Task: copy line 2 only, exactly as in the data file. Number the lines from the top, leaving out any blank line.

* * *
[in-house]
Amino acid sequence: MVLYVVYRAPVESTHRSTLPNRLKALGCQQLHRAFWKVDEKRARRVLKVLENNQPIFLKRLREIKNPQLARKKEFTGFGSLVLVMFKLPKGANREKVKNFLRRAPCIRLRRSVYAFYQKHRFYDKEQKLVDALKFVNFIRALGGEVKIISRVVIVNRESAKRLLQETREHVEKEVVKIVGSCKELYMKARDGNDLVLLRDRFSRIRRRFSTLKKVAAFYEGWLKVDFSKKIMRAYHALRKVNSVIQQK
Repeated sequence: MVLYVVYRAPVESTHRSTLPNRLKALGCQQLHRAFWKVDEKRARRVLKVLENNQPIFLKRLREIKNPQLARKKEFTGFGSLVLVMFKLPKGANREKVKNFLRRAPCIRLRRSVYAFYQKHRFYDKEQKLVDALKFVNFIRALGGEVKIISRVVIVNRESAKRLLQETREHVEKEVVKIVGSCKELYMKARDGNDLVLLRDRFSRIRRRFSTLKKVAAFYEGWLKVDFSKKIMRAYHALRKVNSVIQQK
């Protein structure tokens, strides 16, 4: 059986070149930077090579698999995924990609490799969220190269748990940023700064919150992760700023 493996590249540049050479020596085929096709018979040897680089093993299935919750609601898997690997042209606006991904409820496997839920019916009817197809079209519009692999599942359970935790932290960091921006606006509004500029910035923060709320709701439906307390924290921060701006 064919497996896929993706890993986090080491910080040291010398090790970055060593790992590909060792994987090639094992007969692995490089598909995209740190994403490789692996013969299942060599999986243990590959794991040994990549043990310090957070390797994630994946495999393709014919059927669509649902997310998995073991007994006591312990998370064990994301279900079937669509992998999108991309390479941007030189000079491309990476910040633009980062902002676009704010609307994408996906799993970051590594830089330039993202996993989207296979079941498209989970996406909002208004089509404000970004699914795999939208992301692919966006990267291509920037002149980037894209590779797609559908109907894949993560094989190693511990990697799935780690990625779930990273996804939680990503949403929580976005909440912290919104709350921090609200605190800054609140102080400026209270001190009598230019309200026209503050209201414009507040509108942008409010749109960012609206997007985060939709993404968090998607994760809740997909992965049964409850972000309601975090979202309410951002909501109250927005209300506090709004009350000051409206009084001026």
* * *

Amino acid sequence: MVLYVVYRAPVESTHRSTLPNRLKALGCQQLHRAFWKVDEKRARRVLKVLENNQPIFLKRLREIKNPQLARKKEFTGFGSLVLVMFKLPKGANREKVKNFLRRAPCIRLRRSVYAFYQKHRFYDKEQKLVDALKFVNFIRALGGEVKIISRVVIVNRESAKRLLQETREHVEKEVVKIVGSCKELYMKARDGNDLVLLRDRFSRIRRRFSTLKKVAAFYEGWLKVDFSKKIMRAYHALRKVNSVIQQK